Being a pilot with apnea became very manageable once the FAA eased the rules and once I found a bit of data my doctor would accept. Unfortunately, life isn’t always manageable and I’m again between medicals: new job, I lost my dad, another new job, etc… It all combined to slowed me down and I let my medical and my Special Issuance expire. So, I’m starting over, but now I know what the system expects. Now I just need time to see my doctor to get a prescription for a MOW test, schedule and take the MOW, return to my doctor to have them sign the letter to the FAA, schedule my FAA exam, and then onto the biannual. Nothing to it as long as the doctors don’t find something new to worry about.
If some of you are reading this thinking “that’s a lot of work to keep flying,” I’d agree. It’s too much work. Especially when you consider how much more of a burden it is compared to other areas of federal regulations. I also own and operate an RV.. no, not an homebuilt RV-8 aircraft… a recreational vehicle. Our RV, @HomeSweetRaod (yes, it has a twitter account), is almost 40 feet long and fills the width of the lane, yet I didn’t need anything special to operate. No new license and certainly no medical. Interesting considering it weighs three times what my club’s Cessna 182 weighs. To be fair, if I wanted to drive it commercially, I’d need a state Commercial Driver’s License (CDL) much like bus drivers and over the road truckers need. How many commercial trucks are on the federal highway system? All of them are driven by people with CDLs that prove they have specific knowledge to handle the increased difficulties of a large truck. But how many of those truck drivers need medical exams from a federally authorized doctor? The answer is “none.” There is no governmental medical requirement unless they are interstate drivers (thanks Kent for the clarification). I’m told that some insurance carriers and trucking companies require medicals. Regardless, trucks are all over federal highways and are involved in fatal accidents far too often, yet they have a much lower set of medical testing requirements than what pilots face.
Given the federal government doesn’t require a medical to use federal roads nor does it require special licenses for non-commercial use of “smaller” vehicles including RVs, why isn’t there a similar differentiation in the air? I have a commercial pilot certificate but I don’t make my living flying commercially. In fact, it’s been more than a decade since I needed the commercial license. Same goes for my instrument rating which hasn’t been current since before the turn of the century. At this point, all I want to do if fly on nice days to get back into flying. Unfortunately, I need the same medical exam that needs to make sure I can handle long, monotonous night-time flights where anyone has trouble staying awake. How about a “nice-day” medical certificate? How about letting me self-certify that I’m ok to fly on a nice, low-risk day just like the sport, glider, and ballon pilots do? I humbly propose that a pilot should be able to self-certify their medical condition if they:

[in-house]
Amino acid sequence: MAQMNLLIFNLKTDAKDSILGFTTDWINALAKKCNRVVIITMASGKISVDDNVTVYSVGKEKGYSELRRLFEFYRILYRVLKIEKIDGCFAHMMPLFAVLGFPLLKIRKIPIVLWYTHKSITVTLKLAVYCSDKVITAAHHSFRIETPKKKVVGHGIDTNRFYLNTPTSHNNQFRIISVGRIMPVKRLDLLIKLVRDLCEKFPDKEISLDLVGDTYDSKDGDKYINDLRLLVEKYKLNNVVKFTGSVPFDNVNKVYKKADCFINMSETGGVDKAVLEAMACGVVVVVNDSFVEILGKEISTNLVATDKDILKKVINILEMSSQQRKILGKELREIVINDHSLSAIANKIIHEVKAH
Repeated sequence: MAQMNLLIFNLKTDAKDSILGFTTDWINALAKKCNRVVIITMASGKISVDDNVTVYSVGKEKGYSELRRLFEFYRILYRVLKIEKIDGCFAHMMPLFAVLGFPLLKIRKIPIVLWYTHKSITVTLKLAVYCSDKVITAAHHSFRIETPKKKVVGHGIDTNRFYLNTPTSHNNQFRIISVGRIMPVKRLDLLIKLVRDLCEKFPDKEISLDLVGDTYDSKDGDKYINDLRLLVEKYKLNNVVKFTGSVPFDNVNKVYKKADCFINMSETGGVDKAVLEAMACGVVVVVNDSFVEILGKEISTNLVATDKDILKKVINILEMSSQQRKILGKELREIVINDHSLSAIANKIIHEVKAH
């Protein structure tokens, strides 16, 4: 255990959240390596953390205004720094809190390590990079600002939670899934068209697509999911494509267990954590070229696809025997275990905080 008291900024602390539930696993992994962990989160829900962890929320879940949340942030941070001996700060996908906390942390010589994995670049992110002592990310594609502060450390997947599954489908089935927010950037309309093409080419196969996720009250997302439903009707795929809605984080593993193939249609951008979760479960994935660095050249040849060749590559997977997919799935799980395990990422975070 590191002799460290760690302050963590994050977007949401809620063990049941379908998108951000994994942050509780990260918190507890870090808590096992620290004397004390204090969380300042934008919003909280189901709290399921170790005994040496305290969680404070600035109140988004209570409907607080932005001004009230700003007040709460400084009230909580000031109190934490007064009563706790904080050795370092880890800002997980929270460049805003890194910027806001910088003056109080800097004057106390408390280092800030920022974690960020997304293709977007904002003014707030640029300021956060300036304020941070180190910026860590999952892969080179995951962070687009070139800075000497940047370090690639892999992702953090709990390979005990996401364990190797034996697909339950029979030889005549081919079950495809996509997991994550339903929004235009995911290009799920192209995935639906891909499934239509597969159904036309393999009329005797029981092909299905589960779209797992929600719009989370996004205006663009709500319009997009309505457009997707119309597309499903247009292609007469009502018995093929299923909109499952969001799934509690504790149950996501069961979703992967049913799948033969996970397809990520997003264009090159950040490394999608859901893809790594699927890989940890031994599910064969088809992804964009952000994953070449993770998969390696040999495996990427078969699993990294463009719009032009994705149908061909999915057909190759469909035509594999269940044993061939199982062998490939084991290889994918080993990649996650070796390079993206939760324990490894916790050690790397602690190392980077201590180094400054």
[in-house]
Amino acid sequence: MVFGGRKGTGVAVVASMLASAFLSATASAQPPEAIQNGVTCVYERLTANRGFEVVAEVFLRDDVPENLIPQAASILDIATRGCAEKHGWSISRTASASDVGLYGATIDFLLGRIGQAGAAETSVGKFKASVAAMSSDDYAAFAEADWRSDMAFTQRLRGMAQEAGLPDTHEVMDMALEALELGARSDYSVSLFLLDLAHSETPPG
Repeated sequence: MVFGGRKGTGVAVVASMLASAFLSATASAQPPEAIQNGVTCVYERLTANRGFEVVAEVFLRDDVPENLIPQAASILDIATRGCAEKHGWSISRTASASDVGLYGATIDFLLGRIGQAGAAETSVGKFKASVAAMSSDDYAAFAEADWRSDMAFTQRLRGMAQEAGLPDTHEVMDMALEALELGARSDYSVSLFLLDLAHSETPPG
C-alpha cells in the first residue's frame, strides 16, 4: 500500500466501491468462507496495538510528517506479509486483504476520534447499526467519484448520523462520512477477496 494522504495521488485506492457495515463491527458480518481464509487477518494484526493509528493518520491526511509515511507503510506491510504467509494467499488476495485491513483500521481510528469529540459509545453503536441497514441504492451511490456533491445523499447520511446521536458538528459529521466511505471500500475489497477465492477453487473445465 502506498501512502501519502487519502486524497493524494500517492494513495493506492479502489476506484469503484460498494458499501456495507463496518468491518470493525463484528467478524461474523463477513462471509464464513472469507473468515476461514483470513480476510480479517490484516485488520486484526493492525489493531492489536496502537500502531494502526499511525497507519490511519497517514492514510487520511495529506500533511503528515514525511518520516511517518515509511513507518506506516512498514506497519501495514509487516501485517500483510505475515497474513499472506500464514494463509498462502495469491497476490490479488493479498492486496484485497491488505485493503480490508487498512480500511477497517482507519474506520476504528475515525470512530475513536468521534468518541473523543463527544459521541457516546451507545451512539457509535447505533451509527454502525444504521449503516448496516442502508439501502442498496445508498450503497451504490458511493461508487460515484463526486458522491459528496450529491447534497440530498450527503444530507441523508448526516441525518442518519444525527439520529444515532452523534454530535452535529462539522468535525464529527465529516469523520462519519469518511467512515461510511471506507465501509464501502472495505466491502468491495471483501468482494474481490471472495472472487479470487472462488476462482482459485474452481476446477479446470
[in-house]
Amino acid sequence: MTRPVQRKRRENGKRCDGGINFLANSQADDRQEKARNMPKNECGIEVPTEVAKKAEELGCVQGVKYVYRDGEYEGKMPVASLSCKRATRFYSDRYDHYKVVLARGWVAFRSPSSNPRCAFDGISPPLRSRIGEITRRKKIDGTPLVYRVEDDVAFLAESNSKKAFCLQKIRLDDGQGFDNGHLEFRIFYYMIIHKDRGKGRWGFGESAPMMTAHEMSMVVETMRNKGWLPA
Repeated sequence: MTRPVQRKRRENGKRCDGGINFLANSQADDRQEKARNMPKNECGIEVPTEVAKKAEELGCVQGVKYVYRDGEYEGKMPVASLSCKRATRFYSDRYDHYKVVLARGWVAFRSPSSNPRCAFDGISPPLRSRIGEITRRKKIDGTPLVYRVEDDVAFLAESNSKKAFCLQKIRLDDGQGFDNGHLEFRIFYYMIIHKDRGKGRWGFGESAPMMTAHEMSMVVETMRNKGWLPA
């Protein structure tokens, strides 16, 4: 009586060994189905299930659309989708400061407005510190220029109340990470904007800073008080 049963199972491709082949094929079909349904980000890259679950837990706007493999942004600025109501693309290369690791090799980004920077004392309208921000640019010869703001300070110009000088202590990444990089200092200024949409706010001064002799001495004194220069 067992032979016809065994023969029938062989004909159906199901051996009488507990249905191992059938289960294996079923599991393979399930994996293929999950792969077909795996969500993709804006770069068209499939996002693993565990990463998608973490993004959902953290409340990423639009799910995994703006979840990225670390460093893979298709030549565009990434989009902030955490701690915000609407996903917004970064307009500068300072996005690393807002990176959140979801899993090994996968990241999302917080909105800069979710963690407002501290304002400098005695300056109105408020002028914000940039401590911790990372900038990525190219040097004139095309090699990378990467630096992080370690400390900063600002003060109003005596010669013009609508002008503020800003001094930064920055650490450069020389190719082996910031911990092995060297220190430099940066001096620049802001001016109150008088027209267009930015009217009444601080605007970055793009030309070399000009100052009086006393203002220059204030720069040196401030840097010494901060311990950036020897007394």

- have a commercial license with instrument privileges
- have at least 200 hours total time,
- are flying legs no more than 100 nm.
- are flying a an aircraft for which they are rated weighing less that 12,500 lbs,
- are flying non-commercially
- are flying between civil sunrise and sunset,
- are flying when the weather has at least 6 miles visibility and affords at least 1000 ft cloud clearance
- have a valid driver’s license,
Do I really need the same medical exam for these conditions as I did when I was flying commercially? Is my apnea really a medical risk on short, activity filled flights? Do I really need to spend thousands of dollars in medical tests every few years to be able to fly in these conditions? In my case, all I want to do is go around the pattern and to the practice area so I can remind myself of why I love to fly.
Why is that so hard?
(Updated medical requirements based on Kent’s comment and some private feedback)
(1) AOPA Post on a bill to slow the FAA down: http://www.aopa.org/News-and-Video/All-News/2013/December/05/bill-to-stop-new-sleep-apnea-policy-moves-forward.aspx
(2) EAA post urging pilots to contact their congressman: http://www.eaa.org/news/2013/2013-12-04_eaa-urges-support-for-bill-on-sleep-apnea-policy.asp
(3) Disqualifying Conditions: http://www.faa.gov/licenses_certificates/medical_certification/faq/response6/
(4) FAA Apnea FAQ: http://www.faa.gov/news/fact_sheets/news_story.cfm?newsId=15474
(5) Guide for Aviation Medical Examiners – Apnea: http://www.faa.gov/about/office_org/headquarters_offices/avs/offices/aam/ame/guide/special_iss/all_classes/sleep_apnea/